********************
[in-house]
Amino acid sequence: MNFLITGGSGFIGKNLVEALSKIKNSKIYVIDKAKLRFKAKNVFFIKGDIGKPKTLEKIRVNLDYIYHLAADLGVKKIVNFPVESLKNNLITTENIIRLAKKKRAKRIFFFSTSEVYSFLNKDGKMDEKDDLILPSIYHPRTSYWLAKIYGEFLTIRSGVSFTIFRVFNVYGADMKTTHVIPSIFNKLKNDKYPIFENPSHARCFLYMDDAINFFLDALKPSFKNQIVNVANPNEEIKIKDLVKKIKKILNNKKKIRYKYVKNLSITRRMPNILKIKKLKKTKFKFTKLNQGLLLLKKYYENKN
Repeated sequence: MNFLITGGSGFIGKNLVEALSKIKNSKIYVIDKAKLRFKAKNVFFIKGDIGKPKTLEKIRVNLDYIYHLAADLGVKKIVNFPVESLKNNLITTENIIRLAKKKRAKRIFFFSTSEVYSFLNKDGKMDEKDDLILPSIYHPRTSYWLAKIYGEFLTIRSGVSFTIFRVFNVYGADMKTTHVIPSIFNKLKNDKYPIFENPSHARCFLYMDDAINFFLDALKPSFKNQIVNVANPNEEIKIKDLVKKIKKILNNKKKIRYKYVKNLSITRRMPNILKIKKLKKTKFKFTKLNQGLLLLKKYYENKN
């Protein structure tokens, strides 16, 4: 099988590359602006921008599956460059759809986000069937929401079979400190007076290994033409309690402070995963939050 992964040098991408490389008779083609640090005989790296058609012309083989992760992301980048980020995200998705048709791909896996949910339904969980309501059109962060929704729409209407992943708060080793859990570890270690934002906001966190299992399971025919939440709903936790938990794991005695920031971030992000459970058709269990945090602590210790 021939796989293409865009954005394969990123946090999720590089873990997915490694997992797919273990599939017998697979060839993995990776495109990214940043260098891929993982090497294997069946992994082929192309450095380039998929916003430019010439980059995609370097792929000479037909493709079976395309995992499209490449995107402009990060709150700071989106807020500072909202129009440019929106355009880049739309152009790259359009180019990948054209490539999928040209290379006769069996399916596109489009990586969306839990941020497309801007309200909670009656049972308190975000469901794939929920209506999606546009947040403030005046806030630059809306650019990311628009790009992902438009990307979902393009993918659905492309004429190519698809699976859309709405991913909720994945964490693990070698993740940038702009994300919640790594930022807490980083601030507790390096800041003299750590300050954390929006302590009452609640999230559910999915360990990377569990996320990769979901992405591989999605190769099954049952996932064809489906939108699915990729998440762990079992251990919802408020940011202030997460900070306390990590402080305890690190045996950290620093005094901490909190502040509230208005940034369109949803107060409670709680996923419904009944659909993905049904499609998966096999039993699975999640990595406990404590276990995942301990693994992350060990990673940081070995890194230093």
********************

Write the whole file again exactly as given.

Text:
[in-house]
Amino acid sequence: MNFLITGGSGFIGKNLVEALSKIKNSKIYVIDKAKLRFKAKNVFFIKGDIGKPKTLEKIRVNLDYIYHLAADLGVKKIVNFPVESLKNNLITTENIIRLAKKKRAKRIFFFSTSEVYSFLNKDGKMDEKDDLILPSIYHPRTSYWLAKIYGEFLTIRSGVSFTIFRVFNVYGADMKTTHVIPSIFNKLKNDKYPIFENPSHARCFLYMDDAINFFLDALKPSFKNQIVNVANPNEEIKIKDLVKKIKKILNNKKKIRYKYVKNLSITRRMPNILKIKKLKKTKFKFTKLNQGLLLLKKYYENKN
Repeated sequence: MNFLITGGSGFIGKNLVEALSKIKNSKIYVIDKAKLRFKAKNVFFIKGDIGKPKTLEKIRVNLDYIYHLAADLGVKKIVNFPVESLKNNLITTENIIRLAKKKRAKRIFFFSTSEVYSFLNKDGKMDEKDDLILPSIYHPRTSYWLAKIYGEFLTIRSGVSFTIFRVFNVYGADMKTTHVIPSIFNKLKNDKYPIFENPSHARCFLYMDDAINFFLDALKPSFKNQIVNVANPNEEIKIKDLVKKIKKILNNKKKIRYKYVKNLSITRRMPNILKIKKLKKTKFKFTKLNQGLLLLKKYYENKN
């Protein structure tokens, strides 16, 4: 099988590359602006921008599956460059759809986000069937929401079979400190007076290994033409309690402070995963939050 992964040098991408490389008779083609640090005989790296058609012309083989992760992301980048980020995200998705048709791909896996949910339904969980309501059109962060929704729409209407992943708060080793859990570890270690934002906001966190299992399971025919939440709903936790938990794991005695920031971030992000459970058709269990945090602590210790 021939796989293409865009954005394969990123946090999720590089873990997915490694997992797919273990599939017998697979060839993995990776495109990214940043260098891929993982090497294997069946992994082929192309450095380039998929916003430019010439980059995609370097792929000479037909493709079976395309995992499209490449995107402009990060709150700071989106807020500072909202129009440019929106355009880049739309152009790259359009180019990948054209490539999928040209290379006769069996399916596109489009990586969306839990941020497309801007309200909670009656049972308190975000469901794939929920209506999606546009947040403030005046806030630059809306650019990311628009790009992902438009990307979902393009993918659905492309004429190519698809699976859309709405991913909720994945964490693990070698993740940038702009994300919640790594930022807490980083601030507790390096800041003299750590300050954390929006302590009452609640999230559910999915360990990377569990996320990769979901992405591989999605190769099954049952996932064809489906939108699915990729998440762990079992251990919802408020940011202030997460900070306390990590402080305890690190045996950290620093005094901490909190502040509230208005940034369109949803107060409670709680996923419904009944659909993905049904499609998966096999039993699975999640990595406990404590276990995942301990693994992350060990990673940081070995890194230093």